Multi-layered, moving family and father-daughter novel, haunting and atmospheric

In Karla’s family, everyone knows what it feels like not to belong. Karla experiences it as a child in Bremen Nord; her father Avi in a monastery school in Jerusalem; her grandmother Maryam as a guest worker in Germany; her great-grandmother Armine on the streets of Istanbul. With sensitivity and a fine sense of humour, Laura Cwiertnia traces the branching paths of an Armenian family and experiences so profound that they resonate through generations.

The children from the high-rise housing estate in Bremen Nord all know exactly from where their families originate: Turkey, Russia, Albania. But not Karla. All she knows is that her grandmother came to Germany from Istanbul as a guest worker in the 1960s, and that the family has Armenian roots. More is not said. But then when Karla’s grandmother dies, the name of a woman, Lilit, appears, along with an address in Armenia. Karla succeeds in persuading her father to go on a journey with her – to a homeland that neither of them has ever seen. Impressive and moving, Laura Cwiertnia relates how it feels to exist on the periphery of society, and what it is like when there is no own story to tell.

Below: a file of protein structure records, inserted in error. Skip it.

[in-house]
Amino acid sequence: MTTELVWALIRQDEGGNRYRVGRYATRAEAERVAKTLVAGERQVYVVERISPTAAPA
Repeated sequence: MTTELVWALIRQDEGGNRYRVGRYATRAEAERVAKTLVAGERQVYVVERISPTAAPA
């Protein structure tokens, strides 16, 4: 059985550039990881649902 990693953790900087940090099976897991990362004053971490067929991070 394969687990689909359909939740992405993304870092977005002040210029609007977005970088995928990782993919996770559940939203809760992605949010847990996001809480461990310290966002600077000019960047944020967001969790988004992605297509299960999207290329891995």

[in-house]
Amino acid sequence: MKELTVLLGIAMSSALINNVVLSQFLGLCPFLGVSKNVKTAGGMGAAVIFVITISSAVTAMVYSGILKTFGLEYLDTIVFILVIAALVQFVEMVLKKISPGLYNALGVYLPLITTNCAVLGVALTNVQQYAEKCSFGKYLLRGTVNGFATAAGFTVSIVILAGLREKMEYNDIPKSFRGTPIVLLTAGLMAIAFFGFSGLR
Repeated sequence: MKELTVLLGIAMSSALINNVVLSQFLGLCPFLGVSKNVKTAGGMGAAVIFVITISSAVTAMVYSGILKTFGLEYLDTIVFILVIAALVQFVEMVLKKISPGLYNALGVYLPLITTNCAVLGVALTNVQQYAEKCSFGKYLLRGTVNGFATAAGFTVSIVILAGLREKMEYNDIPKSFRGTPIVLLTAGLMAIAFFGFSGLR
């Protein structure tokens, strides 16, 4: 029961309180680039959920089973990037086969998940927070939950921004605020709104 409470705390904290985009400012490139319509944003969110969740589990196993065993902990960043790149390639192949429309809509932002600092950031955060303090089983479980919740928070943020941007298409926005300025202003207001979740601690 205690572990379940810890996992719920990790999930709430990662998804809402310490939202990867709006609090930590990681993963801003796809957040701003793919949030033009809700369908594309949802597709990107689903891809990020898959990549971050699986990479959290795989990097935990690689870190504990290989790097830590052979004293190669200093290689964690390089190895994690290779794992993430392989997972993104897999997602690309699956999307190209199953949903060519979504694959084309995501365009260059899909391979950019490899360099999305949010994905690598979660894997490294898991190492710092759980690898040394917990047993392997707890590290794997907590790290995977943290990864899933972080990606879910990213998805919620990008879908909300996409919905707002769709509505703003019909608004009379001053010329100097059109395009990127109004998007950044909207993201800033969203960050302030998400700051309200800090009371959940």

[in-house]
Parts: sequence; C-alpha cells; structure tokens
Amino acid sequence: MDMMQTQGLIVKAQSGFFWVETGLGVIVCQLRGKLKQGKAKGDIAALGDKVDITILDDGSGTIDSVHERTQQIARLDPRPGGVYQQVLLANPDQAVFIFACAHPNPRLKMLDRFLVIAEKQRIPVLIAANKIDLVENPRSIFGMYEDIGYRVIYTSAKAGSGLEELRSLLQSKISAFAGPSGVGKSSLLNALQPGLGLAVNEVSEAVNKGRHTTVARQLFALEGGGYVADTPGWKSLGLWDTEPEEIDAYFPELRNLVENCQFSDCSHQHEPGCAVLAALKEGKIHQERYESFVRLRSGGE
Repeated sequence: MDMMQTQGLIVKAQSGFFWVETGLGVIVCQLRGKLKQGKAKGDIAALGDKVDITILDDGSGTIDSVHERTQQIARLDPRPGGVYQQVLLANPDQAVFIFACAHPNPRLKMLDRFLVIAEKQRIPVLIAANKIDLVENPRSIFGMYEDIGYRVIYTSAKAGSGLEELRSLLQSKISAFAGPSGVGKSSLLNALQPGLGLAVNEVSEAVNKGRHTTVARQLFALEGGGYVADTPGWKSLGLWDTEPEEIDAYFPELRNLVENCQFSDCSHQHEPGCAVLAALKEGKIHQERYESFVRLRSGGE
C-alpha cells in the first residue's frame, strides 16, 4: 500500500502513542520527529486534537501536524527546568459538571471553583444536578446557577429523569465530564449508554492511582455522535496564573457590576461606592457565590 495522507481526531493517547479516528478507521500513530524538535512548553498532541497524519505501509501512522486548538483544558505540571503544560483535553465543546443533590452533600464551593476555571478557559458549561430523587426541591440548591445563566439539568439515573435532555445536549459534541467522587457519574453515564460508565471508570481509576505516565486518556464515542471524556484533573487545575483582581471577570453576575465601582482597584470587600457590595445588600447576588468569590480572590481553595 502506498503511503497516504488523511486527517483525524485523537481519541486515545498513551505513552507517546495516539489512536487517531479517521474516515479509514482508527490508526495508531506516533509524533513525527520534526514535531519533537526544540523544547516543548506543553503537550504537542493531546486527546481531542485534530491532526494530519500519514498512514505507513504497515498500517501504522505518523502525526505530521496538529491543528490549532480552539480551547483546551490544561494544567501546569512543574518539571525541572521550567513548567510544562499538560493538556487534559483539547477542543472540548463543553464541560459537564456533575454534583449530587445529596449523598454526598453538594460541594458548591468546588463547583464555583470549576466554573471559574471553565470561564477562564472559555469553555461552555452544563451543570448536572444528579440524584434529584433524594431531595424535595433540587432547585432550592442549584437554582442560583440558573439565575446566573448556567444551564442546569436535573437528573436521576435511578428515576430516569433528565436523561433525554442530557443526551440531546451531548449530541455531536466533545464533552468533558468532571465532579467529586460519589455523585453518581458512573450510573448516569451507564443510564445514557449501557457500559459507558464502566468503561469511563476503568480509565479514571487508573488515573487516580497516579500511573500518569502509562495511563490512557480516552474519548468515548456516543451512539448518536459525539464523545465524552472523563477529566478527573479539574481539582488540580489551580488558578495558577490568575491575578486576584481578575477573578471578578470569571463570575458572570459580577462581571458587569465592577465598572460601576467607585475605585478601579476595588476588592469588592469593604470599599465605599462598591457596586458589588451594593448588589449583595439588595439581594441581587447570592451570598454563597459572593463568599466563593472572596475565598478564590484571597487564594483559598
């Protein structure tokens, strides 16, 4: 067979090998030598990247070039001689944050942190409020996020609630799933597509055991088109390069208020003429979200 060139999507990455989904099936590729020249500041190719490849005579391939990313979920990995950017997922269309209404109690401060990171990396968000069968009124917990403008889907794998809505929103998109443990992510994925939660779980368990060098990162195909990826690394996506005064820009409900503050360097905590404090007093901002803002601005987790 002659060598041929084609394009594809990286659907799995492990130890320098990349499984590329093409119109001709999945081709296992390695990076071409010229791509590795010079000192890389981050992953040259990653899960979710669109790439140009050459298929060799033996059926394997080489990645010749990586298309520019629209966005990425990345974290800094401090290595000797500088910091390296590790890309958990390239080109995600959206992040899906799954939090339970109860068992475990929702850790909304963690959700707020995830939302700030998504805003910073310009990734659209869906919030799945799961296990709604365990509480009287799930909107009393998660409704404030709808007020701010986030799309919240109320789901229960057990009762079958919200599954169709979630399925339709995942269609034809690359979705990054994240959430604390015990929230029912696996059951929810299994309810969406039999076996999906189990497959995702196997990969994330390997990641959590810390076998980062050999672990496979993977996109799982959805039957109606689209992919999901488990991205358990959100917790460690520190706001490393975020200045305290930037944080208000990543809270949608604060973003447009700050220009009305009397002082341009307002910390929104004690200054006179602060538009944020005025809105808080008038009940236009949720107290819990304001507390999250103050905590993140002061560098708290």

For readers of Nino Haratischwili (The Eighth Life), Ronya Othman and Olga Grajsnowa

Scandinavian rights available through agentur literatur Gudrun Hebel.

Fiction, 240 pages
Klett-Cotta Verlag

What is so compelling about this accomplished novel is its fine, clear tone, its precise observation of settings, its effortless transitions between time planes. You understand the characters, see them before you, with their eloquent body language and in their profound silences.

– NDR Kultur

The most moving and beautiful debut of the new year is Laura Cwiertnia’s […] novel WE HAVE A DIFFERENT NAME ON THE STREET, which tells of serious issues with great sensitivity, yet is full of hope and humour.

– Buchkultur